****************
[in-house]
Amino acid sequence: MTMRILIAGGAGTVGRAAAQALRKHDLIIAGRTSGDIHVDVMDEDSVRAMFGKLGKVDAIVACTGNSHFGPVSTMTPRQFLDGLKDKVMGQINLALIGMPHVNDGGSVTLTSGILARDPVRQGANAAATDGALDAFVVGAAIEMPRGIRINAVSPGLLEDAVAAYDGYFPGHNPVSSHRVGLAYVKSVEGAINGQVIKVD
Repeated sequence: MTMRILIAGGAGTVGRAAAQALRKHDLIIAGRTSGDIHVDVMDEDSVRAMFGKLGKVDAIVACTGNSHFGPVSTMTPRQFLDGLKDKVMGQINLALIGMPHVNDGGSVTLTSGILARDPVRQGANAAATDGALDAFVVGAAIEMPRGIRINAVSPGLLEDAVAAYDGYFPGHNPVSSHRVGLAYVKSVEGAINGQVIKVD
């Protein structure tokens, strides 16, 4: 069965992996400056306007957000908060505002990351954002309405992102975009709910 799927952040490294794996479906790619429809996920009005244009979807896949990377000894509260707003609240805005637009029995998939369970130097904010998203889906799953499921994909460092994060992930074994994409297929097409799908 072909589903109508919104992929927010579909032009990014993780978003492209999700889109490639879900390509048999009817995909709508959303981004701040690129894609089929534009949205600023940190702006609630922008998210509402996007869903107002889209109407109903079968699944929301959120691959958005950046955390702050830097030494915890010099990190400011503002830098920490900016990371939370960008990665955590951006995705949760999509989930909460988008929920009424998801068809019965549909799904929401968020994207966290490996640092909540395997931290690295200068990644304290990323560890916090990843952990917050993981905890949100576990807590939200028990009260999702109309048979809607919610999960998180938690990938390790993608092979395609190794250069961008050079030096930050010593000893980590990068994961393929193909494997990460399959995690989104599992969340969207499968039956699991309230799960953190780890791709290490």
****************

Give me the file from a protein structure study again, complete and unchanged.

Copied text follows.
[in-house]
Amino acid sequence: MTMRILIAGGAGTVGRAAAQALRKHDLIIAGRTSGDIHVDVMDEDSVRAMFGKLGKVDAIVACTGNSHFGPVSTMTPRQFLDGLKDKVMGQINLALIGMPHVNDGGSVTLTSGILARDPVRQGANAAATDGALDAFVVGAAIEMPRGIRINAVSPGLLEDAVAAYDGYFPGHNPVSSHRVGLAYVKSVEGAINGQVIKVD
Repeated sequence: MTMRILIAGGAGTVGRAAAQALRKHDLIIAGRTSGDIHVDVMDEDSVRAMFGKLGKVDAIVACTGNSHFGPVSTMTPRQFLDGLKDKVMGQINLALIGMPHVNDGGSVTLTSGILARDPVRQGANAAATDGALDAFVVGAAIEMPRGIRINAVSPGLLEDAVAAYDGYFPGHNPVSSHRVGLAYVKSVEGAINGQVIKVD
């Protein structure tokens, strides 16, 4: 069965992996400056306007957000908060505002990351954002309405992102975009709910 799927952040490294794996479906790619429809996920009005244009979807896949990377000894509260707003609240805005637009029995998939369970130097904010998203889906799953499921994909460092994060992930074994994409297929097409799908 072909589903109508919104992929927010579909032009990014993780978003492209999700889109490639879900390509048999009817995909709508959303981004701040690129894609089929534009949205600023940190702006609630922008998210509402996007869903107002889209109407109903079968699944929301959120691959958005950046955390702050830097030494915890010099990190400011503002830098920490900016990371939370960008990665955590951006995705949760999509989930909460988008929920009424998801068809019965549909799904929401968020994207966290490996640092909540395997931290690295200068990644304290990323560890916090990843952990917050993981905890949100576990807590939200028990009260999702109309048979809607919610999960998180938690990938390790993608092979395609190794250069961008050079030096930050010593000893980590990068994961393929193909494997990460399959995690989104599992969340969207499968039956699991309230799960953190780890791709290490």